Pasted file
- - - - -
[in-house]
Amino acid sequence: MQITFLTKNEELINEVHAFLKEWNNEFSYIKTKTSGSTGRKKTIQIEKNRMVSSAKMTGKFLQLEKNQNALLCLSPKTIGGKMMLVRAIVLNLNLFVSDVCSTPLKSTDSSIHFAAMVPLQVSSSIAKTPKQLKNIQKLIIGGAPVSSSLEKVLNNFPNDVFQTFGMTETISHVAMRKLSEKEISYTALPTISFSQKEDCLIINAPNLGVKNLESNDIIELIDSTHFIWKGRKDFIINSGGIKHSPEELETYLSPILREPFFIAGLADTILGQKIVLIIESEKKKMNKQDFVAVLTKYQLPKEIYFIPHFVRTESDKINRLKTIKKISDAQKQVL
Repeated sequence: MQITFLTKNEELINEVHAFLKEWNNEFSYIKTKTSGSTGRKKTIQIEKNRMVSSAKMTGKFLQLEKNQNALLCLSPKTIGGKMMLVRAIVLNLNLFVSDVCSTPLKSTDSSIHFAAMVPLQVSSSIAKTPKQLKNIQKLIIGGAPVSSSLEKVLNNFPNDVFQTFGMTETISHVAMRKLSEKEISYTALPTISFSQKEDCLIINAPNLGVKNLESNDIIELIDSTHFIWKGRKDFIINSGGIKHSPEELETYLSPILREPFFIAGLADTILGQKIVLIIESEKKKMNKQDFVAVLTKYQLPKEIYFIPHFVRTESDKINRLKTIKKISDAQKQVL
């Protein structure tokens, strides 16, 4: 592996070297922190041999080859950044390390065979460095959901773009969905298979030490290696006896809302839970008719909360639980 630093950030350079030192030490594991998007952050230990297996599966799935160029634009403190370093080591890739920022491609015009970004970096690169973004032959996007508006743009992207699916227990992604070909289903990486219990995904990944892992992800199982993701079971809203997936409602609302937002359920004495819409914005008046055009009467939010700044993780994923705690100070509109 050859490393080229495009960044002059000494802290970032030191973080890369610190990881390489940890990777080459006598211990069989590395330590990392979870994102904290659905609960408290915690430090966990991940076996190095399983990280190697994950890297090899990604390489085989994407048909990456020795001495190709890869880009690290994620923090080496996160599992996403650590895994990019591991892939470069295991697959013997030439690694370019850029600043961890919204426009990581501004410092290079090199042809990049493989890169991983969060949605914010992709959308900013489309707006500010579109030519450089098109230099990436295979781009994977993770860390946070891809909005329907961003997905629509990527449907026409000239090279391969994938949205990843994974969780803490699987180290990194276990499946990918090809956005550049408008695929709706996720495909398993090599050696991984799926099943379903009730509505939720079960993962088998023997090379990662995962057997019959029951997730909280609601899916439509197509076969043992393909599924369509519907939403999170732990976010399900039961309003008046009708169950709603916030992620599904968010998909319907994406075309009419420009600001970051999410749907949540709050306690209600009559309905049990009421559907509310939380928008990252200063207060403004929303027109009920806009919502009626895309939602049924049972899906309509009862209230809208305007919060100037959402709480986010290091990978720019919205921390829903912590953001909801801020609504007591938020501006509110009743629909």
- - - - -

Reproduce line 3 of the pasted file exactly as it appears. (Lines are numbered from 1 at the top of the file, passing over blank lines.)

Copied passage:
Repeated sequence: MQITFLTKNEELINEVHAFLKEWNNEFSYIKTKTSGSTGRKKTIQIEKNRMVSSAKMTGKFLQLEKNQNALLCLSPKTIGGKMMLVRAIVLNLNLFVSDVCSTPLKSTDSSIHFAAMVPLQVSSSIAKTPKQLKNIQKLIIGGAPVSSSLEKVLNNFPNDVFQTFGMTETISHVAMRKLSEKEISYTALPTISFSQKEDCLIINAPNLGVKNLESNDIIELIDSTHFIWKGRKDFIINSGGIKHSPEELETYLSPILREPFFIAGLADTILGQKIVLIIESEKKKMNKQDFVAVLTKYQLPKEIYFIPHFVRTESDKINRLKTIKKISDAQKQVL